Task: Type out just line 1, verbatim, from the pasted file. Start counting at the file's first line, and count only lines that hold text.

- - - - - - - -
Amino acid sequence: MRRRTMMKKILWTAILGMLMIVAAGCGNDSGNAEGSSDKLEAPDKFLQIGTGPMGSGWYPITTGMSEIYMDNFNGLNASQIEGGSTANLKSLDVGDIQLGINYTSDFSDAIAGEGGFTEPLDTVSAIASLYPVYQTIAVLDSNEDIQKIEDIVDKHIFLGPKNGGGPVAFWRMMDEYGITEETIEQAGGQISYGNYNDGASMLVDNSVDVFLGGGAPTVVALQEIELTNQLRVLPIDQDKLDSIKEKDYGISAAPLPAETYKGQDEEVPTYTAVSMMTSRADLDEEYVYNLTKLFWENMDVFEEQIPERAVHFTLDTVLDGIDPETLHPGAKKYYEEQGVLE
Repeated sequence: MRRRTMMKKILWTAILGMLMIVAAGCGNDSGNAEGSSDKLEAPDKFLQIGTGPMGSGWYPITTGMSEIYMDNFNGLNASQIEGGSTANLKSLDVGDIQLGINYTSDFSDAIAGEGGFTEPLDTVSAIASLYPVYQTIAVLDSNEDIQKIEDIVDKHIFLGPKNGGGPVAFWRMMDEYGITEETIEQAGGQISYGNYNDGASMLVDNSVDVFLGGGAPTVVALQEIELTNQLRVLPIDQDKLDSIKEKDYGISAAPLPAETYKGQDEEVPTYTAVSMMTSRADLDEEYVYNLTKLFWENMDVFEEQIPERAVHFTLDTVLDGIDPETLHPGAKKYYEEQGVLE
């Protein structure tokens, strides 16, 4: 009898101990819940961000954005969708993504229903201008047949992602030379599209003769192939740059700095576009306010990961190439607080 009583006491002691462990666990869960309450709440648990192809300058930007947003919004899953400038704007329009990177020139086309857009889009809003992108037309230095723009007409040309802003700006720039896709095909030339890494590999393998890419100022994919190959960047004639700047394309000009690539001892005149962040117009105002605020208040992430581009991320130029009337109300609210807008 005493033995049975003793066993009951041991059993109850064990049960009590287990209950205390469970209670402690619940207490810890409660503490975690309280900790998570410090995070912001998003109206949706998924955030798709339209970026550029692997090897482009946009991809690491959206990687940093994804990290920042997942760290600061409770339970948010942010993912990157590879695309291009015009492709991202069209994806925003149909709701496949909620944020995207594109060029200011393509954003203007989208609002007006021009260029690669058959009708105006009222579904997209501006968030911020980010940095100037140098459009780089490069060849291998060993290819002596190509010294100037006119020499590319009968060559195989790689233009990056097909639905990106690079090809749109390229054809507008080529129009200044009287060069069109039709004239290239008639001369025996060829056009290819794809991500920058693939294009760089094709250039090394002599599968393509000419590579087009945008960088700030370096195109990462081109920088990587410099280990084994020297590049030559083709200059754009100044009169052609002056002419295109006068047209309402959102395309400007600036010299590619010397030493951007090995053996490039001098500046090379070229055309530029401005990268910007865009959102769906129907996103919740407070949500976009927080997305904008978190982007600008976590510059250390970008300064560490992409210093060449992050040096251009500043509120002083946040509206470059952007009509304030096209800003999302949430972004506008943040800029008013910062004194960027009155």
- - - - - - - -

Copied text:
Amino acid sequence: MRRRTMMKKILWTAILGMLMIVAAGCGNDSGNAEGSSDKLEAPDKFLQIGTGPMGSGWYPITTGMSEIYMDNFNGLNASQIEGGSTANLKSLDVGDIQLGINYTSDFSDAIAGEGGFTEPLDTVSAIASLYPVYQTIAVLDSNEDIQKIEDIVDKHIFLGPKNGGGPVAFWRMMDEYGITEETIEQAGGQISYGNYNDGASMLVDNSVDVFLGGGAPTVVALQEIELTNQLRVLPIDQDKLDSIKEKDYGISAAPLPAETYKGQDEEVPTYTAVSMMTSRADLDEEYVYNLTKLFWENMDVFEEQIPERAVHFTLDTVLDGIDPETLHPGAKKYYEEQGVLE